Last night I took my wife to see Maleficent. Kudos on the storyline creativity, great special effects, Angelina Jolie did a stellar job, but something was off. Perhaps, and this is just a guess, could it be the prince is just an afterthought in the film? Not even sure why they included the guy.
Disney has long been under fire for perpetuating gender roles, but are all gender roles evil?
Does Disney feel responsible for giving girls a false hope of a knight in shining armor? Modern Disney says princesses no longer need a prince to save them, and true love doesn’t exist (not my words…stated several times in Maleficent).
We get it. People feel betrayed by traditional fairy tales. So, let’s rewrite them all, so we can feel sympathetic for Maleficent (which means evil) and men can only be brutally violent like the greedy king or simply spineless like the prince. Though this is basically true of men today, the political-correctness just made the movie dull and boring for me.
Because there is a “tale as old as time” woven into our psyche. There’s a reason girls want to dress up as princesses and boys run around neighborhoods with plastic swords chasing imaginary dragons. Deep down, we want to see an idealism played out on the silver screen. And why should we give up on the notion? Many girls are looking for their hero, and as John Eldredge writes in Wild at Heart, men want a “beauty to rescue.”
Gender roles have become the enemy. If I write, “men should be the leader in a relationship,” scores flip a lid. However, there’s just something wrong if a husband sends his wife downstairs in the middle of the night because he hears an intruder breaking in the house…all for the sake of denying some natural differences between men and women.
Some of the changing gender roles have been good for families and relationships. Guess what? I help clean, I help do the dishes, and I help do the laundry; so does she. These are “to do’s” we tackle together. She’s making more than I am so far this year, and these switching gender roles work fine for us.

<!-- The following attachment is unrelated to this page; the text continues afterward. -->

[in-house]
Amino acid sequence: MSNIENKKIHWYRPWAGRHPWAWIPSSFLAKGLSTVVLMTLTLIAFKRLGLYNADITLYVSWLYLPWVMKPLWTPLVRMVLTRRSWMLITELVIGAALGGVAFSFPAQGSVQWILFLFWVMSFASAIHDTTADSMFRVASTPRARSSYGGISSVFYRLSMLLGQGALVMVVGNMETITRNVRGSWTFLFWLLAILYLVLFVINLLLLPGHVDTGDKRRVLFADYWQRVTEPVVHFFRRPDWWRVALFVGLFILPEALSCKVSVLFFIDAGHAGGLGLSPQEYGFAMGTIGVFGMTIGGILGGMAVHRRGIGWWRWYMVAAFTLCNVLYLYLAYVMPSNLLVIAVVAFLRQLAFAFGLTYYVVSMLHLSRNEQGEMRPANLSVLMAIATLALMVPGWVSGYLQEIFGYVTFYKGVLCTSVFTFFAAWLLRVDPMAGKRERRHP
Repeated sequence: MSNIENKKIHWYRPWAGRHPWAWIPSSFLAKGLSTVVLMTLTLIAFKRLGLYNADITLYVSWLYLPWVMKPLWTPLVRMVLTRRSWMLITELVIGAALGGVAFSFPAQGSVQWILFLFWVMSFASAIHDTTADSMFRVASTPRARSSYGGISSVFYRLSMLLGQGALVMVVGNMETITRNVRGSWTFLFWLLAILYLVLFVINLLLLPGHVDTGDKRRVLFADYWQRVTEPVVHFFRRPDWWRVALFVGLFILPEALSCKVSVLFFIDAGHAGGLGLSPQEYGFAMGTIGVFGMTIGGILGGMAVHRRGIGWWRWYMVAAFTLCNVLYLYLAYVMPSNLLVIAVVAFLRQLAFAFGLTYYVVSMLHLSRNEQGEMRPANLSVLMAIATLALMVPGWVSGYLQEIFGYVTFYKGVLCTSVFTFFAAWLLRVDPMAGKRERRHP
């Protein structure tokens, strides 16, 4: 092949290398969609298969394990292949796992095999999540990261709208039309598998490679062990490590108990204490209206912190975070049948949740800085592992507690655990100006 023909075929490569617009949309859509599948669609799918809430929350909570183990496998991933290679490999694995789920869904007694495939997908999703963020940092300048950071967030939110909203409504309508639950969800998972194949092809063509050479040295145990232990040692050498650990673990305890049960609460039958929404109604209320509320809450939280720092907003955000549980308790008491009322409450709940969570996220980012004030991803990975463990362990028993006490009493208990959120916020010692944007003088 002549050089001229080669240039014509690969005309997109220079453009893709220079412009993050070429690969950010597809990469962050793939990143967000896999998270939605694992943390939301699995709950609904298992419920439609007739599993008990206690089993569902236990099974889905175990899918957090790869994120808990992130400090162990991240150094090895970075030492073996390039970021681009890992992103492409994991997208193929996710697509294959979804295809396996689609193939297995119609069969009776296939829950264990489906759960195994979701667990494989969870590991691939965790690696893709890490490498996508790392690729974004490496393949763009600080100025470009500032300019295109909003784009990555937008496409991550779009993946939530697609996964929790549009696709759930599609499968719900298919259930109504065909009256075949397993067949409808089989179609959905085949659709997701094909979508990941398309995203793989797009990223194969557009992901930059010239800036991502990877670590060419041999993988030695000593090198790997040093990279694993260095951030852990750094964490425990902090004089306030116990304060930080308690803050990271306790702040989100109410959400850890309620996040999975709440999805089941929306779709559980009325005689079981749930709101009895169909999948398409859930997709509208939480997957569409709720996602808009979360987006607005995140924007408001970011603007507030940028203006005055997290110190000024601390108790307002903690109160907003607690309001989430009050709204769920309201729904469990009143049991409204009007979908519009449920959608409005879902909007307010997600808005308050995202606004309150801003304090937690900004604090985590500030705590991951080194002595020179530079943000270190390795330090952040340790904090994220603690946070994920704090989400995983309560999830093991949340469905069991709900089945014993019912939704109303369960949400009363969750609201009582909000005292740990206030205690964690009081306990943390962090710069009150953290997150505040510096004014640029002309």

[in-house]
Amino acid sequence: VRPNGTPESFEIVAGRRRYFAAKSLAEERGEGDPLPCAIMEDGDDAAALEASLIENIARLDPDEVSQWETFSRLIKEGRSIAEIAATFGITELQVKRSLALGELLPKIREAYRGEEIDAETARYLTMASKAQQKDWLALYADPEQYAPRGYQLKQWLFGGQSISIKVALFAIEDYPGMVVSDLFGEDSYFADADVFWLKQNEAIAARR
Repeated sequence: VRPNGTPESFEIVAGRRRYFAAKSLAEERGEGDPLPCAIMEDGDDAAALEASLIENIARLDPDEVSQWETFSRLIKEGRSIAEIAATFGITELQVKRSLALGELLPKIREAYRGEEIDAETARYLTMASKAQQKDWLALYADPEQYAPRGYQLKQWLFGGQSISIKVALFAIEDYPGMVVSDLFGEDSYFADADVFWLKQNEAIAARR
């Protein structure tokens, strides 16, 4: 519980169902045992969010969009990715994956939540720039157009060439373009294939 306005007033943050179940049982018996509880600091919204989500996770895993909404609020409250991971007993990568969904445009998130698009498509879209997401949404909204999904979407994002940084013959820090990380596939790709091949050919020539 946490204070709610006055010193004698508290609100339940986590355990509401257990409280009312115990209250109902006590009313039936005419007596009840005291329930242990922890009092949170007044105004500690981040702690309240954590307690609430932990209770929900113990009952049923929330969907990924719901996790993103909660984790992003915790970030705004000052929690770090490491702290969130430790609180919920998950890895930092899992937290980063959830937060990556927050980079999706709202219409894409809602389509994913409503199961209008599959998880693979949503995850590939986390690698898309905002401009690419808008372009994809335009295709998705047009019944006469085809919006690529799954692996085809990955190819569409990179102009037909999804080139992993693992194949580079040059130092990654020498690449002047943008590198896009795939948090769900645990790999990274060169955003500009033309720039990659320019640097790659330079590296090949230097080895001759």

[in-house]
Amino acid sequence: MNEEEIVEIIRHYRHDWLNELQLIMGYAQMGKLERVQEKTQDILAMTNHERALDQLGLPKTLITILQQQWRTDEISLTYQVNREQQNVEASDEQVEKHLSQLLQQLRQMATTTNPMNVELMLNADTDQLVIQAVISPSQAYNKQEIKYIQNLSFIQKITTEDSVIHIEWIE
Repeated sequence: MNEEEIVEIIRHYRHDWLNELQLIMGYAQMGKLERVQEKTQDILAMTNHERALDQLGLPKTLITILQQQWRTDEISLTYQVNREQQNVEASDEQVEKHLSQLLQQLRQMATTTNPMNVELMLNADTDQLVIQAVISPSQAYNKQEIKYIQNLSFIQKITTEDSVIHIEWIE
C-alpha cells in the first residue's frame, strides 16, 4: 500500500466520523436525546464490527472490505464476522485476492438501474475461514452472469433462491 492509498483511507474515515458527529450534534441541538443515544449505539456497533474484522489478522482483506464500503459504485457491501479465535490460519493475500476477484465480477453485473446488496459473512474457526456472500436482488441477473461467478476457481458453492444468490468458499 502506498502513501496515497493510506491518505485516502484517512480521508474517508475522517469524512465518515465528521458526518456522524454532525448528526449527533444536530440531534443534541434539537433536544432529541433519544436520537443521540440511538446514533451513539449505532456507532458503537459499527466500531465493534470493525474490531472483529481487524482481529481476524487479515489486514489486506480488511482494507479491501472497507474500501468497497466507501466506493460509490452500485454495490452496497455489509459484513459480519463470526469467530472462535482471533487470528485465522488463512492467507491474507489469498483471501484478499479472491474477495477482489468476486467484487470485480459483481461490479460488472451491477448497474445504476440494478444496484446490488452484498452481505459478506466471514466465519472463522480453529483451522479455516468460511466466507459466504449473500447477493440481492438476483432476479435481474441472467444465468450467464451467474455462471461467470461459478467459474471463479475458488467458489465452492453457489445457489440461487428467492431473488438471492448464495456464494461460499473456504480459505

But, if you tell me gender roles are stupid, I call baloney. In fact, the majority of Americans still believe in some form of gender roles. An Associate Press-WeTV poll found, “Seven in 10 of those surveyed say it’s unacceptable to expect a date to pay for everything. But most still say it’s a man’s job to pay for the first date.” Why should men pay for the first date? Because even if Disney princesses prefer weak pretty boys, this study shows that most women still look for financial stability and ambition. Women are less likely than men to marry a partner who doesn’t have their money-act together.
There’s still a desire for a man who can put the meat on the table, who is a source of strength and stability.
Not everyone wants to bring chivalry back, but the act of chivalry itself is a gender role. My wife is a strong woman, but she’s also a princess. She likes to feel like a woman. She likes it when I open the door for her. She enjoys me taking her out on dates. She likes it when I pick her up and swing her around. These acts are gender roles.
It’s not ok for a man to ever hit a woman. This is a gender role we should all embrace, but that’s not the case anymore. Some assume women should be able to fight like a man.
Gender roles still have some importance. While narrow and rigid gender roles have been to shown to lead to violence (Hattery, A., Smith, E.; 2012, The Social Dynamics of Family Violence), there is still a need for a man to hold masculine characteristics; a man who is neither a testosterone-raged jerk or a New Age softie.
Society calls for an authentic man; one who can be both transparent and solid in his character at the same moment.
As we move towards this type of man as a society, true heroes will begin to emerge and the defining of or the obliteration of gender roles will yield to men and women understanding equal but different.